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  • Cash grants to help charities meet high demand for their services

    Cash grants to help charities meet high demand for their services

    28.05.20 At least one dementia charity will be among the beneficiaries of £22 million in cash grants to help charities meet increased demand for their services. Part of a £750 million funding package for charities previously announced by the government, the grants will go to a broad range of health charities providing “vital support and advice”. Alzheimer’s Society was named by the government as one of the recipients. “This epidemic has had huge consequences for us all, but for some it has been especially difficult, leading to loneliness, anxiety and other mental health challenges,” said health minister Nadine Dorries. Alzheimer’s Society has said that its losses as a result of the pandemic could be as high as £30 million.

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  • Leading charity calls for action on high dementia death rates from virus

    Leading charity calls for action on high dementia death rates from virus

    27.05.20 Alzheimer’s Research UK (ARUK) has called for urgent action after it emerged that nearly one in five of people dying from the virus also had dementia. The charity said that, of the 22,332 patients who died after 31 March when pre-existing conditions began to be reported, 4,048 of them had dementia. “While it’s still unclear what’s behind the link between covid-19 and dementia, we do know that people with dementia are more vulnerable to certain infections,” said ARUK policy and public affairs director Samantha Benham-Hermetz. “Age is the biggest risk factor for dementia, and with older people also more likely to experience severe symptoms from covid-19, this may partly explain the high number of deaths. It is also possible that people with dementia may be more likely to have been exposed to the virus due to high rates of infection in care homes."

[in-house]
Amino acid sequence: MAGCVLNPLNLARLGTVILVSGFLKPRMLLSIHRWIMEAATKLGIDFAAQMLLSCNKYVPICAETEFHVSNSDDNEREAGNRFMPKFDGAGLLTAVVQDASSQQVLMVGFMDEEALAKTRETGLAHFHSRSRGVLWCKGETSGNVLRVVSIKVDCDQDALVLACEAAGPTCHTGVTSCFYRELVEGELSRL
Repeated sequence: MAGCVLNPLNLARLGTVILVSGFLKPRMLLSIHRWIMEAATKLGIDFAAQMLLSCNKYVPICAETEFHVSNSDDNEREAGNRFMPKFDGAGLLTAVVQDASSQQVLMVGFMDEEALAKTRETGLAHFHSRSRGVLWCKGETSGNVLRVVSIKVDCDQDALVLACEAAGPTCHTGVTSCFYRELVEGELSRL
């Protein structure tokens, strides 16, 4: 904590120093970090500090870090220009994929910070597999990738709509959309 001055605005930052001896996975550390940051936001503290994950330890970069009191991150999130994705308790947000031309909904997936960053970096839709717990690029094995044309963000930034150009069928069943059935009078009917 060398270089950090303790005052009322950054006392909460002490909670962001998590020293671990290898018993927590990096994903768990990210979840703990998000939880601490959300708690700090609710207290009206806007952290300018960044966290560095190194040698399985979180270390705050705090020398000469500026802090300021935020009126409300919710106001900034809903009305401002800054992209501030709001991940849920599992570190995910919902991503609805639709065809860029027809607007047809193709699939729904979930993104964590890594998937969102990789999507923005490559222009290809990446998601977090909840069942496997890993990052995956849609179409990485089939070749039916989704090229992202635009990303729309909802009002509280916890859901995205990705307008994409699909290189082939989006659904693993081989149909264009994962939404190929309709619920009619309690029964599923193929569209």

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  • Care homes had 'little alternative' but to take in Covid-19 patients

    Care homes had 'little alternative' but to take in Covid-19 patients

    26.05.20 Mike Padgham, who runs a Yorkshire care home group, gives a candid interview to the Financial Times in which he describes how there was “little alternative” but to take in hospital patients whether or not they had covid-19. “We don’t get paid for empty beds,” Padgham is quoted as saying in the FT. “We had to admit people with covid-19 to stay afloat – but whether it’s right is a moral question.” Padgham, who is managing director of the Saint Cecilia care home group and chair of the Independent Care Group, says that the lack of new residents coming in from the community – and with the cost of personal protective equipment and wages surpassing income – meant that he had to follow government advice issued in April to take in hospital patients even if they had not been tested for the virus.

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  • GMB union describes full sick pay for HC-One staff as 'massive win'

    GMB union describes full sick pay for HC-One staff as 'massive win'

    26.05.20 Care home group HC-One has undertaken to provide full sick pay to its 27,000 staff, the GMB union has said. The GMB described it as a “massive win” and urged other care home providers to follow suit. Kelly Andrews, the union’s care lead, said it had been fighting hard for full sick pay across the sector. She said: “It’s completely unrealistic for anyone to live on £95 a week – and it’s utterly unfair to force carers to make the impossible choice between feeding their families or risking the health of their colleagues and residents by coming into work sick. We still back pay for everyone who had to self-isolate before testing came in."

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  • “Testing chaos” still reigns and more tests urgently needed, says NCF

    “Testing chaos” still reigns and more tests urgently needed, says NCF